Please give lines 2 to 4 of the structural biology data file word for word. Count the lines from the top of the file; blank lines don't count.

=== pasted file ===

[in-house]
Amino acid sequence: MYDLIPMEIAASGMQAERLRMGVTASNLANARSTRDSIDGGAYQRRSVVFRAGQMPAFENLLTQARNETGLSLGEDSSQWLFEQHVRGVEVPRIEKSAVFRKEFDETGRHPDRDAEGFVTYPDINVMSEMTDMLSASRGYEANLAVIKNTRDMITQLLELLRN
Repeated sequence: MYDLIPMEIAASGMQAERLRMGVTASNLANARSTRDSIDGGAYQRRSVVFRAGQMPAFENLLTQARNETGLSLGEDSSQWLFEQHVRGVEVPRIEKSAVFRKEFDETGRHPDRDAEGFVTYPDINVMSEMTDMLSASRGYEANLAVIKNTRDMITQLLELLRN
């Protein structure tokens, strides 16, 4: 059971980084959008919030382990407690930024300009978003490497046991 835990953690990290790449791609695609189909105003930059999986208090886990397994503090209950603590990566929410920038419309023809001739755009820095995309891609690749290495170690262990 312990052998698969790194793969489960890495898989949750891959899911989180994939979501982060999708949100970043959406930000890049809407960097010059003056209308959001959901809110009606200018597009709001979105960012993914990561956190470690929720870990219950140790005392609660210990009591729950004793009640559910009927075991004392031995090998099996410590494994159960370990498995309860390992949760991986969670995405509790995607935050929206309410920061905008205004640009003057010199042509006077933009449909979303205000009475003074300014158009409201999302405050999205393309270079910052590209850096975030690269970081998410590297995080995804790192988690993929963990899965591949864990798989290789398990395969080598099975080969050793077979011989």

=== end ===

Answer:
Amino acid sequence: MYDLIPMEIAASGMQAERLRMGVTASNLANARSTRDSIDGGAYQRRSVVFRAGQMPAFENLLTQARNETGLSLGEDSSQWLFEQHVRGVEVPRIEKSAVFRKEFDETGRHPDRDAEGFVTYPDINVMSEMTDMLSASRGYEANLAVIKNTRDMITQLLELLRN
Repeated sequence: MYDLIPMEIAASGMQAERLRMGVTASNLANARSTRDSIDGGAYQRRSVVFRAGQMPAFENLLTQARNETGLSLGEDSSQWLFEQHVRGVEVPRIEKSAVFRKEFDETGRHPDRDAEGFVTYPDINVMSEMTDMLSASRGYEANLAVIKNTRDMITQLLELLRN
């Protein structure tokens, strides 16, 4: 059971980084959008919030382990407690930024300009978003490497046991 835990953690990290790449791609695609189909105003930059999986208090886990397994503090209950603590990566929410920038419309023809001739755009820095995309891609690749290495170690262990 312990052998698969790194793969489960890495898989949750891959899911989180994939979501982060999708949100970043959406930000890049809407960097010059003056209308959001959901809110009606200018597009709001979105960012993914990561956190470690929720870990219950140790005392609660210990009591729950004793009640559910009927075991004392031995090998099996410590494994159960370990498995309860390992949760991986969670995405509790995607935050929206309410920061905008205004640009003057010199042509006077933009449909979303205000009475003074300014158009409201999302405050999205393309270079910052590209850096975030690269970081998410590297995080995804790192988690993929963990899965591949864990798989290789398990395969080598099975080969050793077979011989």